“All of these workers have to stay here, without jobs, paying rent and buying food, consuming what they earned this season,” Father Batista explained, noting that migrant farm workers do not qualify for any of the assistance being offered by the state or federal governments. “This is going to be very tough on the families. I’m not sure what is going to happen.”

Catholic Charities, which has a small office at St. Margaret Parish, has been offering a Thursday morning outdoor food distribution. Staff and volunteers load vehicles and in just a few weeks Father Batista said the number of people seeking help has quadrupled.

“I have never seen it this bad,” Father Batista said. “The number of people impacted is so high and growing. There is no relief in sight until these farm workers can find work somewhere else and that might not be until the next growing season here in Clewiston in the fall. If that happens, it would be devastating.”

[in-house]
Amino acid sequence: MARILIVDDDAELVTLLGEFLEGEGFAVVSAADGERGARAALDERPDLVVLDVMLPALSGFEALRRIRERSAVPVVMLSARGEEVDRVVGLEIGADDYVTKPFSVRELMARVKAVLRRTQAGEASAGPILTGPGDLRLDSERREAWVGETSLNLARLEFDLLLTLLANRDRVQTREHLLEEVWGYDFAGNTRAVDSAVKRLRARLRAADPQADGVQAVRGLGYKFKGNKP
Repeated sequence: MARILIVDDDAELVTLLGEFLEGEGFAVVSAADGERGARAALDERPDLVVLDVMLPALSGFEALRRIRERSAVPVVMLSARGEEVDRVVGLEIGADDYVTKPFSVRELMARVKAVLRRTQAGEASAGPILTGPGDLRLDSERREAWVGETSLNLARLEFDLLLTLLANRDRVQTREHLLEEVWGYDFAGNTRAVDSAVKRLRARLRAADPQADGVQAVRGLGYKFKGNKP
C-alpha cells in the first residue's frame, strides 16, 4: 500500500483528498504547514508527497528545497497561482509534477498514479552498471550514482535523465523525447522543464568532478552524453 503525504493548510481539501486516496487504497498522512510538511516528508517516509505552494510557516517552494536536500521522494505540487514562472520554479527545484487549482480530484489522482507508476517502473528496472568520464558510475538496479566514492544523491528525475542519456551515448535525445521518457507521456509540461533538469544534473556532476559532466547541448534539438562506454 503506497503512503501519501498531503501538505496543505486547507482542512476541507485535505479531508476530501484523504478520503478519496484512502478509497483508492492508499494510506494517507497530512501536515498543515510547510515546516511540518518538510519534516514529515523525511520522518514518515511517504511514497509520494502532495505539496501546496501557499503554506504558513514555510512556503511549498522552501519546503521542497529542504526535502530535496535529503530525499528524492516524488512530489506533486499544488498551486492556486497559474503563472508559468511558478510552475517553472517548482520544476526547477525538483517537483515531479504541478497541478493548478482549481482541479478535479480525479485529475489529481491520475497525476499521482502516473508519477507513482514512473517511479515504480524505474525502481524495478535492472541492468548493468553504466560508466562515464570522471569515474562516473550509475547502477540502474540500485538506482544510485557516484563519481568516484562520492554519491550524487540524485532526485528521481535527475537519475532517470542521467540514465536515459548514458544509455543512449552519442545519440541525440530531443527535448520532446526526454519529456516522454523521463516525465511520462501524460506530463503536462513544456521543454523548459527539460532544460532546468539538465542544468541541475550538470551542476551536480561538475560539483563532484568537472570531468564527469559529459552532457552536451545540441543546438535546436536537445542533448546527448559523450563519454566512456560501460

If you would like to help St. Margaret Parish, the Diocese of Venice is providing an online platform. Please visit https://dioceseofvenice.org/ways-to-give/parish-donations-online/ and select St. Margaret Parish in the drop-down box (please disable you pop-up blockers).

News briefs for the week of May 4, 2020

Neumann delivers cheer to seniors

The leadership of St. John Neumann Catholic High School in Naples spent two days on “Operations: Celebrate Our Seniors” delivering cheer from the school van to the homes of graduating seniors. Each student received their cap and gown, yard sign, a t-shirt and personalized cookie. If the seniors can’t come to school, the goal was to bring the school to them. Each senior was asked to sign a graduation poster as they received words of encouragement from the Salesian Sisters of St. John Bosco who run the school.

 

Online Bible Study LIVE beginning May 12

A Bible Study will be offered online through the Diocese of Venice Facebook Live on Tuesdays May 12 through July 28 using the program “Genesis to Jesus” from the St. Paul Center for Biblical Theology. Each session will begin at 2:00 p.m. Join by going to https://www.facebook.com/DioceseofVenice/ and simply watch the live-stream video on the page. You will also be able to type in your questions and comments in real-time to participate from your own home (you do not need to have a Facebook account to watch the video but you do need to have an account to comment and ask questions)!  With so much great Catholic content out there now, here is something you can participate in yourself!